4. Believe that the only things in life which are truly “good” or “bad” are our own actions. Everything else outside of our control ought to be taken with some indifference, because we can not control these things and so it is counter-productive to dwell on them. Remember to be as objective as possible when considering events and how you will respond to them.
  5. When you are tempted by anger, take space until your anger subsides, then determine how your future will look if you follow your passion for anger, and on the other hand, how your future will look if you deal with the provocation with wisdom and virtue instead. Who has transgressed you? Try to describe their character as a whole rather than just those traits which irritate you. What virtues has the Universe given you to help you overcome this challenge?
  6. Practice gratitude frequently for the people around you, for life, and for your short time in existence.
  7. Avoid vulgarities as much as possible. Be concise with your words. Say no more or less than what ought to be said using proper vocabulary and a style appropriate for your audience.
  8. View life’s challenges as opportunities for character growth, rather than something to be feared. Remain indifferent, and look objectively for the best route forward.
  9. Remember that no person or creature is more or less than ourselves.
  10. Maintain a daily log of virtues that you would like to work on and a review of how well you practiced those virtues throughout the day.

It might be interesting for some of you to know that cognitive behavioral therapy which is well known in the psychology world was actually somewhat based around these ancient Stoic philosophies. Now, I will leave you with some quotes from the teachers of ancient Stoic philosophy…

I have often wondered how it is that every man loves himself more than all the rest of men, but yet sets less value on his own opinion of himself than on the opinion of others.

Marcus Aurelius

Begin each day by telling yourself: Today I shall be meeting with interference, ingratitude, insolence, disloyalty, ill-will, and selfishness – all of them due to the offenders’ ignorance of what is good or evil. But for my part I have long perceived the nature of good and its nobility, the nature of evil and its meanness, and also the nature of the culprit himself, who is my brother (not in the physical sense, but as a fellow creature similarly endowed with reason and a share of the divine); therefore none of those things can injure me, for nobody can implicate me in what is degrading. Neither can I be angry with my brother or fall foul of him; for he and I were born to work together, like a man’s two hands, feet or eyelids, or the upper and lower rows of his teeth. To obstruct each other is against Nature’s law – and what is irritation or aversion but a form of obstruction.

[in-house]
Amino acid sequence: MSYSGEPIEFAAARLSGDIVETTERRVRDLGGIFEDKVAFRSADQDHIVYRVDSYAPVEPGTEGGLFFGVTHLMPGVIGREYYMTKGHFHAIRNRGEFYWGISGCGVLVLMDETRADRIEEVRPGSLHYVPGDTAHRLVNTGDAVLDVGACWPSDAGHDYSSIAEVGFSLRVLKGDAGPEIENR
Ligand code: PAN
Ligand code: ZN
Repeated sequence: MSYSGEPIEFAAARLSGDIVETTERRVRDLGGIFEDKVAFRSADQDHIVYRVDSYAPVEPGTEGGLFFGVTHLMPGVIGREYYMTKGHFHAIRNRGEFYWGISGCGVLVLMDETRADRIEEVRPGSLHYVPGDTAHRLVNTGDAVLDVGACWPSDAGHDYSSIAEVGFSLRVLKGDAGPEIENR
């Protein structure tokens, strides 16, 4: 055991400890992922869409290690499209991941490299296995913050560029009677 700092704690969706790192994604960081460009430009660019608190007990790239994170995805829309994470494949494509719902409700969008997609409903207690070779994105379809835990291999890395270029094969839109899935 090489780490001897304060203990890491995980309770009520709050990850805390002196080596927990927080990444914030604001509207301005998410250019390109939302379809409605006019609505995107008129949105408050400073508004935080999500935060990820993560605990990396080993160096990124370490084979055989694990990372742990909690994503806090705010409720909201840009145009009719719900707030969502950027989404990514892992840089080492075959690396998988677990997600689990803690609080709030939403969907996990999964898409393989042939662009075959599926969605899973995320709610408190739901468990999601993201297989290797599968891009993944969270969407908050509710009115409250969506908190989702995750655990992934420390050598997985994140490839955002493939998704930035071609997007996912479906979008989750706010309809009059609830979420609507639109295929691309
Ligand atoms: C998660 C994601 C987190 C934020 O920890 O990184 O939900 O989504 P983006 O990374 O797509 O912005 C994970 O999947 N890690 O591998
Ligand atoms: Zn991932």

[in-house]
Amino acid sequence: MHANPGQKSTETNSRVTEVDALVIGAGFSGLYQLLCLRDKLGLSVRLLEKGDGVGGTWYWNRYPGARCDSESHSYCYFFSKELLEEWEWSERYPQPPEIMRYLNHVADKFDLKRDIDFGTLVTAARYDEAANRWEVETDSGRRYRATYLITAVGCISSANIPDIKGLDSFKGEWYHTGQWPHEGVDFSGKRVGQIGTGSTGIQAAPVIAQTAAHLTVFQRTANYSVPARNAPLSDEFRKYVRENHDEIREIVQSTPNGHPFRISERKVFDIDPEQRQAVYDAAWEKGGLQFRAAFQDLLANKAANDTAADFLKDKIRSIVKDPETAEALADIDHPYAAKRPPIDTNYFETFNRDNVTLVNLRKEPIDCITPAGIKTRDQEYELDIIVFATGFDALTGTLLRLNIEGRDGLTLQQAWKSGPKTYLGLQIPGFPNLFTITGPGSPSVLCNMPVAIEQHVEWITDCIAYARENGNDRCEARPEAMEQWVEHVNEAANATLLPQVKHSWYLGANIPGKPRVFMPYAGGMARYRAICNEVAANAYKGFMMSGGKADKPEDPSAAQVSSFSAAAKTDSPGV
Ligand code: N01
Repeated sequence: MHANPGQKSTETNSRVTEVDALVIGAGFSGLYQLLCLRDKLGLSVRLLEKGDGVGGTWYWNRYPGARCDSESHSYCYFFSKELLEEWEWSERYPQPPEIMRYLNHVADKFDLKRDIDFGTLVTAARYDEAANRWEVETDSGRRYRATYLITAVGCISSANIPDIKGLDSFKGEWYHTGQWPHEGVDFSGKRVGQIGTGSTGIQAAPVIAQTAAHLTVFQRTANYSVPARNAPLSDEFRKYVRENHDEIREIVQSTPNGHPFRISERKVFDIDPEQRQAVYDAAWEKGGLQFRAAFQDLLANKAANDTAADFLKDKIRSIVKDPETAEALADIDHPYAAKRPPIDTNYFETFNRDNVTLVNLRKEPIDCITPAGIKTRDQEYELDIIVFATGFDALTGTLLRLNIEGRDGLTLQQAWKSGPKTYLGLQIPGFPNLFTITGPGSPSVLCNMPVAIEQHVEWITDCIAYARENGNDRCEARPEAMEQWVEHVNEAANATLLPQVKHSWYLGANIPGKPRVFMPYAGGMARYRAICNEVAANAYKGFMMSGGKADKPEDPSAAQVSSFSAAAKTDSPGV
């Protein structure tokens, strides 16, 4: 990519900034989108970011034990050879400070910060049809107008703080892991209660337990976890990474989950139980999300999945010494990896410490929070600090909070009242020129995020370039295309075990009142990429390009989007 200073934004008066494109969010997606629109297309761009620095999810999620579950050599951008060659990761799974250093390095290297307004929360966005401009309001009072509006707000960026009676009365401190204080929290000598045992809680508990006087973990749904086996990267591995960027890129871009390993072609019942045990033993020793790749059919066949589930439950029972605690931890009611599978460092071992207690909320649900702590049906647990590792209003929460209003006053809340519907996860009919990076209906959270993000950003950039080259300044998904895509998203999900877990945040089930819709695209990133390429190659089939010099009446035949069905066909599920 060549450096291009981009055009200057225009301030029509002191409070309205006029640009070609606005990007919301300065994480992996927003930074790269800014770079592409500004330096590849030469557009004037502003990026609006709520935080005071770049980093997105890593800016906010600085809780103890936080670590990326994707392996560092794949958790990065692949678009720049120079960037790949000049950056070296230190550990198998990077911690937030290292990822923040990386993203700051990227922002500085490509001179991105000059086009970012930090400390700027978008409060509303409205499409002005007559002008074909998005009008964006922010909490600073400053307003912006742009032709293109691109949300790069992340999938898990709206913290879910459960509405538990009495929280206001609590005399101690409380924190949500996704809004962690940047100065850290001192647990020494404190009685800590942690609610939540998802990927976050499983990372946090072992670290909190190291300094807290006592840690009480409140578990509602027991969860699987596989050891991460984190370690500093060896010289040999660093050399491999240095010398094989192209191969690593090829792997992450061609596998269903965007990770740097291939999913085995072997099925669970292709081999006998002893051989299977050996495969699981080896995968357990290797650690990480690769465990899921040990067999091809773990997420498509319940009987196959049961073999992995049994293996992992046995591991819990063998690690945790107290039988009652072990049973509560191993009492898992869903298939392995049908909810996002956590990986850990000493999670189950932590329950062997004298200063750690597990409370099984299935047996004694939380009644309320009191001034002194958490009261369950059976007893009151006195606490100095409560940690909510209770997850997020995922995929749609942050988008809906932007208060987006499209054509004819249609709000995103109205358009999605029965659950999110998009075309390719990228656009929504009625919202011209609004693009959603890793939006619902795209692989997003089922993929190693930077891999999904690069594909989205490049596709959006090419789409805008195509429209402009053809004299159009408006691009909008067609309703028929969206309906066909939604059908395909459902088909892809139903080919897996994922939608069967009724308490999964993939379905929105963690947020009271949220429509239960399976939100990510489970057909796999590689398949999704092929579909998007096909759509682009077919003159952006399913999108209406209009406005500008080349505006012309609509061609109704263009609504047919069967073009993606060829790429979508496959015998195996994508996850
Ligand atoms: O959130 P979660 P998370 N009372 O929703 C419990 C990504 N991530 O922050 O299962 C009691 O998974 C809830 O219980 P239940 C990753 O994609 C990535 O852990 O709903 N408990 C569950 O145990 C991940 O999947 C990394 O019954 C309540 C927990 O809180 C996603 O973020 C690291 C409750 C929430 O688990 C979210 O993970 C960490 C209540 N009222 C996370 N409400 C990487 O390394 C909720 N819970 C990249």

Marcus Aurelius

Live a good life. If there are gods and they are just, then they will not care how devout you have been, but will welcome you based on the virtues you have lived by. If there are gods, but unjust, then you should not want to worship them. If there are no gods, then you will be gone, but will have lived a noble life that will live on in the memories of your loved ones.

Marcus Aurelius

To accuse others for one’s own misfortune is a sign of want of education. To accuse oneself shows that one’s education has begun. To accuse neither oneself nor others shows that one’s education is complete.


No man is free who is not master of himself.


Withdraw into yourself, as far as you can. Associate with those who will make a better man of you. Welcome those whom you yourself can improve. The process is mutual; for men learn while they teach.

Lucius Annaeus Seneca

If we were to measure what is good by how much pleasure it brings, nothing would be better than self-control- if we were to measure what is to be avoided by its pain, nothing would be more painful than lack of self-control.

Gaius Musonius Rufus

Wise people are in want of nothing, and yet need many things. On the other hand, nothing is needed by fools, for they do not understand how to use anything, but are in want of everything.


How do you feel about Stoicism? Thoughts? Comments? Leave them down below!


7 thoughts on “What is Stoicism? The Answer Lies in Wisdom and Virtue

  1. Another great post, Mathew! You have a wonderfully beautiful way of making these complex schools of thought simple and easy to understand. Stoicism’s view of the external world meshes closely with my own Taoist beliefs. And both modalities of thought teach is to be in balance with the natural world. Well written, my fiend! Hope you are well and happy!

    Liked by 1 person

  2. My first reaction is, Stoicism, especially in its suggested entirety, is reasonably unattainable. More A pipe dream of the purest and most sought after human qualities philosophized in one teaching. Unreachable, because it implies human nature can be corrected (to Stoicism extent) simply by shear will. That our primal evolutionary carry-overs can somehow be overcome or simply re-programmed to encompasses moral enlightening perfection.

    Human nature evolved for self-preservation. That comes with a lot of subsidiary programming of unwanted human traits. To think we can simply wash these away and replace them with Stoicism enlightenment’s? Perhaps not a realistic goal?

    I realize that Stoicism is more a philosophical guideline than an attainable ending as in religious dogma. Still, it must have reasonable attainable rungs on its ladder no? Realistically, how many rungs up, do you see the average individual climbing? Then again, collectively as a species, even one or two would certainly benefit mankind today. Enjoyed your post sir! Be well and be safe!

    Liked by 1 person